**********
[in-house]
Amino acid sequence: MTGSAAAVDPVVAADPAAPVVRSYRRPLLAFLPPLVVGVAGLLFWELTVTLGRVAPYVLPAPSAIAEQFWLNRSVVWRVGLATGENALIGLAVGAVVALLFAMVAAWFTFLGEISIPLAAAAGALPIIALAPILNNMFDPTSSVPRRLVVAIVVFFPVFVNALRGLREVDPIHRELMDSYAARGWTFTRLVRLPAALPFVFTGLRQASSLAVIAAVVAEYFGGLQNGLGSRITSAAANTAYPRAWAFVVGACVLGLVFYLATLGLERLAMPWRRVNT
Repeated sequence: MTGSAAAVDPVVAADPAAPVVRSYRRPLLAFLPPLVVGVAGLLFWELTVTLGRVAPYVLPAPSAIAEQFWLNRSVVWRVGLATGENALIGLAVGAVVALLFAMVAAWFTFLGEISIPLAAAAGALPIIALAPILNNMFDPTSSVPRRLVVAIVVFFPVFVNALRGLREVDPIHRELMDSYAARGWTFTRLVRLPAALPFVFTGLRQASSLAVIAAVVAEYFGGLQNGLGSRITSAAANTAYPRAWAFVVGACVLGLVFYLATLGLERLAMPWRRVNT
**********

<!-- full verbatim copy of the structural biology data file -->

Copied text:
[in-house]
Amino acid sequence: MTGSAAAVDPVVAADPAAPVVRSYRRPLLAFLPPLVVGVAGLLFWELTVTLGRVAPYVLPAPSAIAEQFWLNRSVVWRVGLATGENALIGLAVGAVVALLFAMVAAWFTFLGEISIPLAAAAGALPIIALAPILNNMFDPTSSVPRRLVVAIVVFFPVFVNALRGLREVDPIHRELMDSYAARGWTFTRLVRLPAALPFVFTGLRQASSLAVIAAVVAEYFGGLQNGLGSRITSAAANTAYPRAWAFVVGACVLGLVFYLATLGLERLAMPWRRVNT
Repeated sequence: MTGSAAAVDPVVAADPAAPVVRSYRRPLLAFLPPLVVGVAGLLFWELTVTLGRVAPYVLPAPSAIAEQFWLNRSVVWRVGLATGENALIGLAVGAVVALLFAMVAAWFTFLGEISIPLAAAAGALPIIALAPILNNMFDPTSSVPRRLVVAIVVFFPVFVNALRGLREVDPIHRELMDSYAARGWTFTRLVRLPAALPFVFTGLRQASSLAVIAAVVAEYFGGLQNGLGSRITSAAANTAYPRAWAFVVGACVLGLVFYLATLGLERLAMPWRRVNT